St. Matthew's Episcopal Church Maple Glen, Pennsylvania

My Dear Brothers and Sisters in Christ:

My life and yours (in terms of your life as a member of St. Matthew’s) are about to change.  We will acknowledge this transition on Sunday, June 9. 

I chose June 9 as the final Sunday with you because it is the logical end of the program year, and because it is the day of Pentecost. On that day I’ll have opportunity to preach once more as your Rector at 7:45 am and a combined Eucharist at 10 a.m.

The sermon for that day is not yet formed in my heart and mind, but I do know the topic: the Holy Spirit.  The Holy Spirit was given by the risen Jesus to his disciples to come alongside them and lead them into an uncertain future.  Jesus had died and was risen, but now what?  How will this work?  Who knew what these modest people could do?  They did not know, but God did know.

But for now I will let a favorite author, Oswald Chambers, share some helpful thoughts about our uncertainty.

Gracious Uncertainty

Our natural inclination is to be so precise– trying always to forecast accurately what will happen next– that we look upon uncertainty as a bad thing. We think that we must reach some predetermined goal, but that is not the nature of the spiritual life. The nature of the spiritual life is that we are certain in our uncertainty. Consequently, we do not put down roots…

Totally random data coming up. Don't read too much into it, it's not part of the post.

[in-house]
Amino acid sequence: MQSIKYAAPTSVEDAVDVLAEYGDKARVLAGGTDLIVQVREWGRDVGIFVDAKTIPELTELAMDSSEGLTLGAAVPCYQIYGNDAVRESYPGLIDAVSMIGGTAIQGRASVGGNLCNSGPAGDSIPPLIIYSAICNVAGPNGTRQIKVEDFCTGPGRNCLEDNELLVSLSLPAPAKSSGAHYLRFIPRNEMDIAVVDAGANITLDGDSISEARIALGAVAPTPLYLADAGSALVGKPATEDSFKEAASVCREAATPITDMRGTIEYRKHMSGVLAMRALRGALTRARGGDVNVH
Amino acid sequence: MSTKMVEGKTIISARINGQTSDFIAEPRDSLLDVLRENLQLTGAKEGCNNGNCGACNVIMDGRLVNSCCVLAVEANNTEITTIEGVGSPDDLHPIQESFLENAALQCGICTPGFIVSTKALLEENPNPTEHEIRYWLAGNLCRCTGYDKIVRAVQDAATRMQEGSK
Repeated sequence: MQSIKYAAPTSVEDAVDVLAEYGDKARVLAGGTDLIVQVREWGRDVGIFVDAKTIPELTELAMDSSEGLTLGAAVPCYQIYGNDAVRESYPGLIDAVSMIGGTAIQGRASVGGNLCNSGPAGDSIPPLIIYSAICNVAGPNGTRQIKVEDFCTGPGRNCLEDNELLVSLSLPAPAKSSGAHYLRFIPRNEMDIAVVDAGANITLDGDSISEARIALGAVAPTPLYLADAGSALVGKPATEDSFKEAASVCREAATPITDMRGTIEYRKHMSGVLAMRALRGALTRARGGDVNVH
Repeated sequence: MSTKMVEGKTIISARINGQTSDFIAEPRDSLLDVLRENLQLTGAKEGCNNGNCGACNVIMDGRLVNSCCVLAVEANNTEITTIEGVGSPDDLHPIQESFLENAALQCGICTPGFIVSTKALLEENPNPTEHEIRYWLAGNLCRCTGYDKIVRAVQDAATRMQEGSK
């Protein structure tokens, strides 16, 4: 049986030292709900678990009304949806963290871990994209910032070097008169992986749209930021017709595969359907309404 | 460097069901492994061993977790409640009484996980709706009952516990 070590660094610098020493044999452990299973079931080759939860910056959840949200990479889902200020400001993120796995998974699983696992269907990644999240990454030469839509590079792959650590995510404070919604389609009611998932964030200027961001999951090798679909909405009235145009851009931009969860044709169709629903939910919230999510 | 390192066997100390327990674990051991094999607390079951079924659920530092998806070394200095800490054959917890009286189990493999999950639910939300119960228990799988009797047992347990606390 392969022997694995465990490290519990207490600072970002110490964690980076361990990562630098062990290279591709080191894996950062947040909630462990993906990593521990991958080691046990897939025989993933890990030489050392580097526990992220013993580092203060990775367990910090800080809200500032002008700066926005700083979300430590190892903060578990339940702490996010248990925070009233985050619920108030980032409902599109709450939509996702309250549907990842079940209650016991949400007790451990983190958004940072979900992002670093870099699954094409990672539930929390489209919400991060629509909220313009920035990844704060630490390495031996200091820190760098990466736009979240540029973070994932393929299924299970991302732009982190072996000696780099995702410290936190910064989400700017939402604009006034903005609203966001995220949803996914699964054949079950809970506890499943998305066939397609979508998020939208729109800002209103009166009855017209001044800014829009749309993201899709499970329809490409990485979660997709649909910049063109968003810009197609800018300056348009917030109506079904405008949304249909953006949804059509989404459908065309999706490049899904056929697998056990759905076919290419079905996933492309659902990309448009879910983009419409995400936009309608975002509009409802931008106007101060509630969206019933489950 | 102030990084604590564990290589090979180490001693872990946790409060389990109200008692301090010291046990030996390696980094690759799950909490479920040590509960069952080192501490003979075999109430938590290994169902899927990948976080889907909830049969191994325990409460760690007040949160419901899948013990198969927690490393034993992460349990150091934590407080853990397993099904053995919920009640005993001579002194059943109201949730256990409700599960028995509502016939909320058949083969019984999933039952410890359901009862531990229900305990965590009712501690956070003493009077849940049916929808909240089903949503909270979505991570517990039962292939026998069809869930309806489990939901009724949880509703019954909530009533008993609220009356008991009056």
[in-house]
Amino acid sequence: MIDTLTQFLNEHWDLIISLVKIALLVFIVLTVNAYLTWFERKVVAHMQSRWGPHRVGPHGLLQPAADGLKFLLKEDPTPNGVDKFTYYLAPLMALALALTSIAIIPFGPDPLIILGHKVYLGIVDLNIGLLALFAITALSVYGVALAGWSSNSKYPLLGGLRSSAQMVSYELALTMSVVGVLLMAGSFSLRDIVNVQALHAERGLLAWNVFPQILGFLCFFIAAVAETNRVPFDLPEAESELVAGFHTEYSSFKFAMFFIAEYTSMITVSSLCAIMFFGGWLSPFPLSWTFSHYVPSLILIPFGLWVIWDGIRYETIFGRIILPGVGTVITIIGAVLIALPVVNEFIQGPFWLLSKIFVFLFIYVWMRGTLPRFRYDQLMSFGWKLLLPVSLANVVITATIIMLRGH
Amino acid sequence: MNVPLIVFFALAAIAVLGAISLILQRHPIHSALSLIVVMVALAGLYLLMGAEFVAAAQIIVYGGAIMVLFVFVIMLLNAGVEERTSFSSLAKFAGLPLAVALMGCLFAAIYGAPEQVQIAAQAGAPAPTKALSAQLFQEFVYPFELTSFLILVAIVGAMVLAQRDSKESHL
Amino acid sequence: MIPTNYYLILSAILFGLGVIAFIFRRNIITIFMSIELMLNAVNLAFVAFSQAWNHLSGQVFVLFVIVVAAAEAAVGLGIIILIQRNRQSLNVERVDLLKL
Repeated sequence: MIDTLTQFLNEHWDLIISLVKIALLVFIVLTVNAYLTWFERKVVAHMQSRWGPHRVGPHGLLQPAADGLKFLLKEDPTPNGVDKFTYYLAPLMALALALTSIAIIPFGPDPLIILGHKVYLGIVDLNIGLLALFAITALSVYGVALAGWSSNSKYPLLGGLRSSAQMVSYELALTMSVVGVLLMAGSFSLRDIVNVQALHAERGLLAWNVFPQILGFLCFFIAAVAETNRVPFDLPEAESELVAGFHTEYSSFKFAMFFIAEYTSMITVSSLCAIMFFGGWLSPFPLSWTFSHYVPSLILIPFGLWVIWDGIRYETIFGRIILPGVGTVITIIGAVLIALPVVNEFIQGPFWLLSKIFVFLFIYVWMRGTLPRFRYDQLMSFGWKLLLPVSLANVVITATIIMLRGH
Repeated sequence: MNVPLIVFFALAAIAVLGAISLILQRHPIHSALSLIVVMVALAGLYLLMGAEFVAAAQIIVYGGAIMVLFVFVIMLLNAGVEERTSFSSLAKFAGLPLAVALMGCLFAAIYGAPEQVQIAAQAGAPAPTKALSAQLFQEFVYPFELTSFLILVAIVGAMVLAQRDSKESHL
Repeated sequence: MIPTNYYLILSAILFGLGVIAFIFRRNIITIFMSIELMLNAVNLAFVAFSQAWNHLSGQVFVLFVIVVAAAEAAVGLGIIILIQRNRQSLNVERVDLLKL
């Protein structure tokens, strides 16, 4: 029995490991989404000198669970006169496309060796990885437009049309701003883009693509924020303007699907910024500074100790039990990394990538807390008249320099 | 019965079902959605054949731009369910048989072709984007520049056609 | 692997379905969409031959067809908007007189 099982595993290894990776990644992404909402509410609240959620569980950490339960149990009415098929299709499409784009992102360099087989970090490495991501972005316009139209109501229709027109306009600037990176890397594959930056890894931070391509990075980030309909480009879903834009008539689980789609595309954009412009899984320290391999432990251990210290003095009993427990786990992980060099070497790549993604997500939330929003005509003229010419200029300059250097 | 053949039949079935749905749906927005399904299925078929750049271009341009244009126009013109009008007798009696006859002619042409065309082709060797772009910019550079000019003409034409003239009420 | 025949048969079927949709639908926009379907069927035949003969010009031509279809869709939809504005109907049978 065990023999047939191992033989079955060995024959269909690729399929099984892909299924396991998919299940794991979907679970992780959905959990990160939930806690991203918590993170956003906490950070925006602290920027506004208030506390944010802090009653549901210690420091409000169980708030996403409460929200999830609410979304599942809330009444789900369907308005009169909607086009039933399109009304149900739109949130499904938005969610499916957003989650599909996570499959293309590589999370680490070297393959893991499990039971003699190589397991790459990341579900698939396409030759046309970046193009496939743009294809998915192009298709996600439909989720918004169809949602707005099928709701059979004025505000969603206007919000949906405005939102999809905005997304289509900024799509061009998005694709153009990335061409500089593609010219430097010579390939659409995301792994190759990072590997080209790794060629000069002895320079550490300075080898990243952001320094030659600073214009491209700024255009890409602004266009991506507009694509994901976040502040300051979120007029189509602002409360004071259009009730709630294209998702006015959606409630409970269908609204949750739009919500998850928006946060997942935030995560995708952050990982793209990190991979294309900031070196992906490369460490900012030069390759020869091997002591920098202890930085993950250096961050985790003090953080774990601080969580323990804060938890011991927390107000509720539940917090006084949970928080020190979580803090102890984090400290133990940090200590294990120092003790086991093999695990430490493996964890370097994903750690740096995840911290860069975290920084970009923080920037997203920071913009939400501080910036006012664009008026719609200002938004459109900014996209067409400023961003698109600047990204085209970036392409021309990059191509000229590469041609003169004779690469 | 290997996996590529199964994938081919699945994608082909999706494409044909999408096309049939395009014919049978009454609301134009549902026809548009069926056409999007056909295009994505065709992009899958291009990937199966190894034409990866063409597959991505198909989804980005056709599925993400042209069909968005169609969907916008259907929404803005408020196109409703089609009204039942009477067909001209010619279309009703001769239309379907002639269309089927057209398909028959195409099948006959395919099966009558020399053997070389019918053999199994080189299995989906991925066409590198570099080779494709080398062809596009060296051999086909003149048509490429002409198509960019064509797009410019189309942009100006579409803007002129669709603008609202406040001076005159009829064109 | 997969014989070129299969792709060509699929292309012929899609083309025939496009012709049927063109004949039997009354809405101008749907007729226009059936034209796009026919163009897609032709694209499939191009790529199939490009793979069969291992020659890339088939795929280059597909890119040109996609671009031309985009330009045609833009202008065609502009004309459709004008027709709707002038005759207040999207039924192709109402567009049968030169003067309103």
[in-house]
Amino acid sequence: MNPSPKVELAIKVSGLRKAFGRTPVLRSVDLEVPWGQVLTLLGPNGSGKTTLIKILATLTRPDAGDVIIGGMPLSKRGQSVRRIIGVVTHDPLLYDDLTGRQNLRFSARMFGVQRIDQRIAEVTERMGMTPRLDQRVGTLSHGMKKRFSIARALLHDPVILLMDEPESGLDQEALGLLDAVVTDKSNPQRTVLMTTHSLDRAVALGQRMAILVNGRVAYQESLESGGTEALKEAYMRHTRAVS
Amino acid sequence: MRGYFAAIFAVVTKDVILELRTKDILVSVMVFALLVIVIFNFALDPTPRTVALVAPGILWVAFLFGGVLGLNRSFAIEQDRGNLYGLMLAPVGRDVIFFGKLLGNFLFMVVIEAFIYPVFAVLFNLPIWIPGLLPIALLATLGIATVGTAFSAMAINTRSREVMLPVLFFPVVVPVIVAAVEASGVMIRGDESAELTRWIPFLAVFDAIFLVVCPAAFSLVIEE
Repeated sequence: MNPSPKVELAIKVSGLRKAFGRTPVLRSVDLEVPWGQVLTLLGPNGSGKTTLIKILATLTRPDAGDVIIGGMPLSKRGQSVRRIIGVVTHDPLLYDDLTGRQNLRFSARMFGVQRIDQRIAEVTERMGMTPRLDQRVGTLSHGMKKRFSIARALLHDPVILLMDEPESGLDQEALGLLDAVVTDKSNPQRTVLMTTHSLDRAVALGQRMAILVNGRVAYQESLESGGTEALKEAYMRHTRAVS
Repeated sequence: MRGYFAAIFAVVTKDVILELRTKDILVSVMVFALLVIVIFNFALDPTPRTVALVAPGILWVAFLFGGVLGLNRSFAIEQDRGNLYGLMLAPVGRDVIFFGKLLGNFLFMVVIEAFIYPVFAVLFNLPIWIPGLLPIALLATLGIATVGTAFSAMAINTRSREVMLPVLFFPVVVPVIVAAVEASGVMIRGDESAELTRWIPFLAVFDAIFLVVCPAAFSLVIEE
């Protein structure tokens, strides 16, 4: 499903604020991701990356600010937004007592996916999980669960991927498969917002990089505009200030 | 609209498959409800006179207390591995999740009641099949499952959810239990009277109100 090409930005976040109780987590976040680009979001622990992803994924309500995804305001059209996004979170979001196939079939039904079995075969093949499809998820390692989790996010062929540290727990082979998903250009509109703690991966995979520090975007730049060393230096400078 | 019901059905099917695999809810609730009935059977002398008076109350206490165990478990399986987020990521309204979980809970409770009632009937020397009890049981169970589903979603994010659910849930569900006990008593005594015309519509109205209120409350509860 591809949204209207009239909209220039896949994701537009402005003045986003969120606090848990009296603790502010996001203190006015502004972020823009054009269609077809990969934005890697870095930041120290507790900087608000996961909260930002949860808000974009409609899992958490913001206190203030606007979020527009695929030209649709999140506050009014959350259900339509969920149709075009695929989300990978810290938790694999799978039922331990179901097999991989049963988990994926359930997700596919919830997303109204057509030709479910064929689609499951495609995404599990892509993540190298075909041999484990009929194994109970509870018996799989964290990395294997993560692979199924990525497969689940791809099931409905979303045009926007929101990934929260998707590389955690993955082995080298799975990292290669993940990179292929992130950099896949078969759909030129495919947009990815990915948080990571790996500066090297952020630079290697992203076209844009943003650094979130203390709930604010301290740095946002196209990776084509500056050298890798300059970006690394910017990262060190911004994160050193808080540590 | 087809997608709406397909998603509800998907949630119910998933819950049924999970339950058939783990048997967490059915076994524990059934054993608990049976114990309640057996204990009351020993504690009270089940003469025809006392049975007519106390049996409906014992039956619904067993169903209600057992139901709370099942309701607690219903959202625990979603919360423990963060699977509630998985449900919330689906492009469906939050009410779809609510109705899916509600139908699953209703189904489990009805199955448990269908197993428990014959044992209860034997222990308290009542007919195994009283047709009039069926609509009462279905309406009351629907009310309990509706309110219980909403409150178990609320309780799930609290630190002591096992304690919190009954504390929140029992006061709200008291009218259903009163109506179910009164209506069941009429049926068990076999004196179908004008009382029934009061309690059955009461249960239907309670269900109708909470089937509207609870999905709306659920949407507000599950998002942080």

Certainty is the mark of the commonsense life– gracious uncertainty is the mark of the spiritual life. To be certain of God means that we are uncertain in all our ways, not knowing what tomorrow may bring. This is generally expressed with a sigh of sadness, but it should be an expression of breathless expectation. We are uncertain of the next step, but we are certain of God. As soon as we abandon ourselves to God and do the task He has placed closest to us, He begins to fill our lives with surprises…

Jesus said, “…unless you…become as little children…” (Matthew 18:3). The spiritual life is the life of a child. We are not uncertain of God, just uncertain of what He is going to do next. If our certainty is only in our beliefs, we develop a sense of self-righteousness, become overly critical, and are limited by the view that our beliefs are complete and settled. But when we have the right relationship with God, life is full of spontaneous, joyful uncertainty and expectancy…Leave everything to Him and it will be gloriously and graciously uncertain how He will come in– but you can be certain that He will come. Remain faithful to Him.  (My Utmost for His Highest)

Blessings in Jesus Christ!

~ Dave Robinson